Vilppu does not teach a style but teaches the tools to master drawing so that the artist to use them in any direction he or she wishes. 

The event will be held at Studio and Space IVVA in Harajuku, 12:00 to 18:00 on August 16th and 17th 2014.

To learn more about this event please visit:

Wednesday, July 16, 2014

Man Does Not Create, He Discovers

These are the paraphrased words of Antoni Gaudi that will greet you entering the Mori Art Exhibition:: Takehiko Inoue Interprets Gaudi's Universe.  

It would be plain to say the works of both Gaudi and Takahiro Inoue's were impressive and compelling.

The greater thing to come away with from exhibition is the consideration of  artistic creation and expression come from.  We are moved and compelled by what we observe. Nature served a great part in influencing Gaudi's hand.  As for Inoue-san it seems that Gaudi, the man himself has compelled his hand rather than his expressive voice.  Indeed he has interpreted Gaudi in his own way -- interpreting his work with Gaudi's voice would be of course, just copying.

"The creation continues incessantly through the media of man. But man does not create, he discovers.  Those who look for the laws of Nature as a support for their new works collaborate with the creator.  Copiers do not collaborate.  Because of this, originality consists in returning to the origin."  - Antoni Gaudi 

    Sunday, June 22, 2014

    The Making of Frazetta's and Bakshi's Fire and Ice (1983)

    Considering the buzz over the live action Robert Rodriguez Fire and Ice film in the works, and the resurrection of the Frank Frazetta museum, this was a nice find.  Enjoy and be inspired.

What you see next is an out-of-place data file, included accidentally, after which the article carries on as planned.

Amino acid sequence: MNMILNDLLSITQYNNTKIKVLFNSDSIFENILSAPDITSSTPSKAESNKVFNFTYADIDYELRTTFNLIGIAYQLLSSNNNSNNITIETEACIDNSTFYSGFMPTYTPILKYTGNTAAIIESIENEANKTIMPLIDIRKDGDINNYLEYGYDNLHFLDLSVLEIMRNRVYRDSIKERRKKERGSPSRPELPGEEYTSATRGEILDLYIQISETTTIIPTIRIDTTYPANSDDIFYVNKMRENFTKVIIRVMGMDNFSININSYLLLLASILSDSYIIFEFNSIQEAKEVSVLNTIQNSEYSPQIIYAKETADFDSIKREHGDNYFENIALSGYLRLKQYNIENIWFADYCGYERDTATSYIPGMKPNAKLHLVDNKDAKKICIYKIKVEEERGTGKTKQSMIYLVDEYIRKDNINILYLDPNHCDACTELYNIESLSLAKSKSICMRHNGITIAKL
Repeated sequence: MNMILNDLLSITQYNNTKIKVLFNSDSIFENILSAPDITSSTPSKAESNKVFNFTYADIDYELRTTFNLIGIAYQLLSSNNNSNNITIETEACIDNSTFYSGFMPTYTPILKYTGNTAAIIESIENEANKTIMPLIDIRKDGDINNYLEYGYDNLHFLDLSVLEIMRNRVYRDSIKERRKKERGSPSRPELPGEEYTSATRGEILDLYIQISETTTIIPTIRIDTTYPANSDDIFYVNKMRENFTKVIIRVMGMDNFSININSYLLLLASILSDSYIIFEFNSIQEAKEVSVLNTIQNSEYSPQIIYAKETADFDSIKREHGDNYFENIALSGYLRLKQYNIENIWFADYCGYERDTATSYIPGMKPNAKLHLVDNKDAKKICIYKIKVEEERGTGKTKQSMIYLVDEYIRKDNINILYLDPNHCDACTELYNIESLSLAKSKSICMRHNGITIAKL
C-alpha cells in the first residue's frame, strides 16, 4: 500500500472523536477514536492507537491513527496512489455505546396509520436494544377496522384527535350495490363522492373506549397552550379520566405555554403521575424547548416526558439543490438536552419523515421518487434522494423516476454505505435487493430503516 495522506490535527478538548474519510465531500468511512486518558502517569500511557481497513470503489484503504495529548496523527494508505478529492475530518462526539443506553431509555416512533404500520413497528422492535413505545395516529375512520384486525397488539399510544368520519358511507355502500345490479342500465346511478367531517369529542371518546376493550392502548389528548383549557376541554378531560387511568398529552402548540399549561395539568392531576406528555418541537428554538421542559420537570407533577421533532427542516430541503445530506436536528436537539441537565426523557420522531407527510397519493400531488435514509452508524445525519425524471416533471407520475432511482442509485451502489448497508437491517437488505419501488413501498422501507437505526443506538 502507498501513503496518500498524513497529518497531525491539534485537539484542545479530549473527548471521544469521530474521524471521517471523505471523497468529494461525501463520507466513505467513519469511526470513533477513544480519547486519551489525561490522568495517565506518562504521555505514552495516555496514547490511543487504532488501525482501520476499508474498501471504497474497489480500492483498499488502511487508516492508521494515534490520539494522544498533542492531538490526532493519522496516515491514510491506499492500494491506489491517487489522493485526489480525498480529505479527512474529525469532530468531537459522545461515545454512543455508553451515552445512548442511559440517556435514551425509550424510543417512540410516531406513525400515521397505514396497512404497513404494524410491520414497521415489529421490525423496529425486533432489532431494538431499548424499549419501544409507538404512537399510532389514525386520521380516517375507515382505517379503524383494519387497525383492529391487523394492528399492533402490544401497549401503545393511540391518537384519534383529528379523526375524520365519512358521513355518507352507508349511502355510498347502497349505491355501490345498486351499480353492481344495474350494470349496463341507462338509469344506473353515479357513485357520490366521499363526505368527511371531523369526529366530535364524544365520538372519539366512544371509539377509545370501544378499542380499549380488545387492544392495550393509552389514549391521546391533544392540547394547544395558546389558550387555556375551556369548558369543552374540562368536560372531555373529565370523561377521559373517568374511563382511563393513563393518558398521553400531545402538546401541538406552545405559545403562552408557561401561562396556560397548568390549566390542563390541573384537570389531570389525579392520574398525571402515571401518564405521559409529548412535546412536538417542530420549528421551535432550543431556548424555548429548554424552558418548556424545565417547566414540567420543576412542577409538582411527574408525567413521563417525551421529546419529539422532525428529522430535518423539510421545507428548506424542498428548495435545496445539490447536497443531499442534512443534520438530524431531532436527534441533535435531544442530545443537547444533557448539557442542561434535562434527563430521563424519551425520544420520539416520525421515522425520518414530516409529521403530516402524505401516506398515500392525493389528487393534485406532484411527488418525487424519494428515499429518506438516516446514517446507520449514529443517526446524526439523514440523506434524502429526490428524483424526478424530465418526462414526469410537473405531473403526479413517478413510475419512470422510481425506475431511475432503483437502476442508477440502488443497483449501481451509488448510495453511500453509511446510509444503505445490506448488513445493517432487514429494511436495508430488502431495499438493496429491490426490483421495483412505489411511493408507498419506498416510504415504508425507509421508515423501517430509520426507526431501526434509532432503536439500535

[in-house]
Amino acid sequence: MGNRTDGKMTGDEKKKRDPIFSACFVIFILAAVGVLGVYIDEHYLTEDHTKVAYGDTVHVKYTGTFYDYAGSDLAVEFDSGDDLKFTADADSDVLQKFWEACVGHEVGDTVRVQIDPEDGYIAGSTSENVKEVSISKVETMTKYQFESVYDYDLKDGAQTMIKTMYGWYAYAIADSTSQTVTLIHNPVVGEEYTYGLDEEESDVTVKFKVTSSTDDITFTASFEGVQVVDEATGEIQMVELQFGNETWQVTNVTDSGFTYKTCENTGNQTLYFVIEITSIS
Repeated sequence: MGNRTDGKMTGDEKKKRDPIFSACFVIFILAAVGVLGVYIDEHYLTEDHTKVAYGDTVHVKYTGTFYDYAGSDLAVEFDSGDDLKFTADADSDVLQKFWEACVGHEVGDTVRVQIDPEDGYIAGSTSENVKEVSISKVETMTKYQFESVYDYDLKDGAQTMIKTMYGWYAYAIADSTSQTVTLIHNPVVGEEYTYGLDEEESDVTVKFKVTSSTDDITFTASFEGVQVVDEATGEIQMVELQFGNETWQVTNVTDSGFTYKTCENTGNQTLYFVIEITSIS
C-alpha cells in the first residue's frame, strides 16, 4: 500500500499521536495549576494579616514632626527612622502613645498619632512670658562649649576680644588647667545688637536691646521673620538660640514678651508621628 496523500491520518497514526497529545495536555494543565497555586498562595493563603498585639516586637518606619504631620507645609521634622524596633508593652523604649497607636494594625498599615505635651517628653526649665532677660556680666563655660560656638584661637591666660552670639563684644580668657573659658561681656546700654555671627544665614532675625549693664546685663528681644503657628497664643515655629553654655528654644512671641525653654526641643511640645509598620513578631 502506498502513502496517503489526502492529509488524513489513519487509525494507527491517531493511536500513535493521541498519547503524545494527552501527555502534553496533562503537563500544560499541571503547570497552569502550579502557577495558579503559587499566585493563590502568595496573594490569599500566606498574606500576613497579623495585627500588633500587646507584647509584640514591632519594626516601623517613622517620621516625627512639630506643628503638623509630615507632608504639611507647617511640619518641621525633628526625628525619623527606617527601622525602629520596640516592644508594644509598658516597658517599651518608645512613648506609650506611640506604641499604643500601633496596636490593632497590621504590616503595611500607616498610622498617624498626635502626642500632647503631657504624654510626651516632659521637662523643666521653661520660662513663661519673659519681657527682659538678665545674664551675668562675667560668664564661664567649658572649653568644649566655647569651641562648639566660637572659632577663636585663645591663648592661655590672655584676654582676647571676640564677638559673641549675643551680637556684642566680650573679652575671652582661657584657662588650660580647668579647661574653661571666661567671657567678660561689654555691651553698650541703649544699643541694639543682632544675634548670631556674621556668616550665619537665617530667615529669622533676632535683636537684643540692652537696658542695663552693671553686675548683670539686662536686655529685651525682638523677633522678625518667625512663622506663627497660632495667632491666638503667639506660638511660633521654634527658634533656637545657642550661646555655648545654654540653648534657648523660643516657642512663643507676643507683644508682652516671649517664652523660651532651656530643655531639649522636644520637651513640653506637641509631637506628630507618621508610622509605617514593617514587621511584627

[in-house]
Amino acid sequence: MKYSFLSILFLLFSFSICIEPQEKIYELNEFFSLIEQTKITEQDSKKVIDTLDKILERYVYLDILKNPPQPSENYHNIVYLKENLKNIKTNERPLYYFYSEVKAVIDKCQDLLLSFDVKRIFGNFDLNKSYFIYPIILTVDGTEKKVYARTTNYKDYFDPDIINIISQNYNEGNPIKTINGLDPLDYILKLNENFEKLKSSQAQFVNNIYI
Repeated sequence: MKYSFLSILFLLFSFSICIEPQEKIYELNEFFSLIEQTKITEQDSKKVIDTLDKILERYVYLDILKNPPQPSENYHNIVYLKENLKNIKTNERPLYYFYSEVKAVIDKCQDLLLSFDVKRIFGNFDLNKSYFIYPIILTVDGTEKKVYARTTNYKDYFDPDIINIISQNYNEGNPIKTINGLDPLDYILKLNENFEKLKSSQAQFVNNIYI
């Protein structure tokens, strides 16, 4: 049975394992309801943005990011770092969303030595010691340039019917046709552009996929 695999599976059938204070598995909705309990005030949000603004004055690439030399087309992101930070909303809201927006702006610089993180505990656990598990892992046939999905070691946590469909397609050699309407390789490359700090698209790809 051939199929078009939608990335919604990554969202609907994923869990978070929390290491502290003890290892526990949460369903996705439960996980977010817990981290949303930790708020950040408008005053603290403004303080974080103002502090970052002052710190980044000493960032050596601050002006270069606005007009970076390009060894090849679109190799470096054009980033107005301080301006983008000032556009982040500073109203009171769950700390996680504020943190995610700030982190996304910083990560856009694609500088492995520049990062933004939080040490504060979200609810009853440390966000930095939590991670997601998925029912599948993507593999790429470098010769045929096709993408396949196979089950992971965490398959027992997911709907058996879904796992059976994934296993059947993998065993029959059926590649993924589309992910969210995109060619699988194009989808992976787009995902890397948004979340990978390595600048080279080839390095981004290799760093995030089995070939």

Thursday, June 19, 2014

    American Godzilla is a Fatty!! ゴジラでぶだよ!! OR Godzilla: God of War

    No matter what you do, some just won't be satisfied.  "Fat Godzilla"  was reaction I heard from a Japanese friend who just saw pictures of the revised Hollywood version of Godzilla.  A lot better than "Fake Godzilla".  A reference to the 1998 American attempt at Godzilla directed by Roland Emmerich.  Japanese Godzilla (or Gojira /ゴジラ in Japanese)  fans don't even acknowledge that version as it's referred to as "Zilla".    So, Hollywood must be making progress.

    Asking which was his favorite version of Godzilla, (there have been so many) I was surprised to hear, "The first Godzilla."  ゴジラ / Godzilla (Toho 1954).  He said that war was still fresh in the minds of Japanese in 1954, as World War II was only nine years before. 

    "Japanese see was war is a kind of monster. It is not controllable and it has a will of its own.  It comes unexpected wreaks havoc and then just leaves the same way.   (Kind of like this monster)  Those who are affected the most are innocent civilians who have no alternative but to evacuate or ride out the storm.  This is what Japanese had to endure during the Tokyo bombings. " 

    Imagine what it must of felt like seeing Godzilla in 1954, surviving the fire-raids of Tokyo only a few years before.  

    As a New Yorker who experienced the 9/11 attacks in 2001, I always had a feeling of discomfort seeing whole skyscrapers crashing down in films like Transformers and most recently,  Man of Steel.  It comes from being very aware of the devastation and that kind of  carnage (not action) creates.    (Makes me wonder if the 9/11 attacks were in Hollywood,  would they handle those kinds of visuals in the same way.)

    Word is that the new Godzilla is supposed to be an "Eco-Godzilla", punishing mankind for not going green.  Guess that's Hollywood's idea of what's relevant  or bringing gravity to the film.  We will see if  でぶゴジラ / Debu Gojira (Fat Godzilla)  will catch on with Japanese audiences.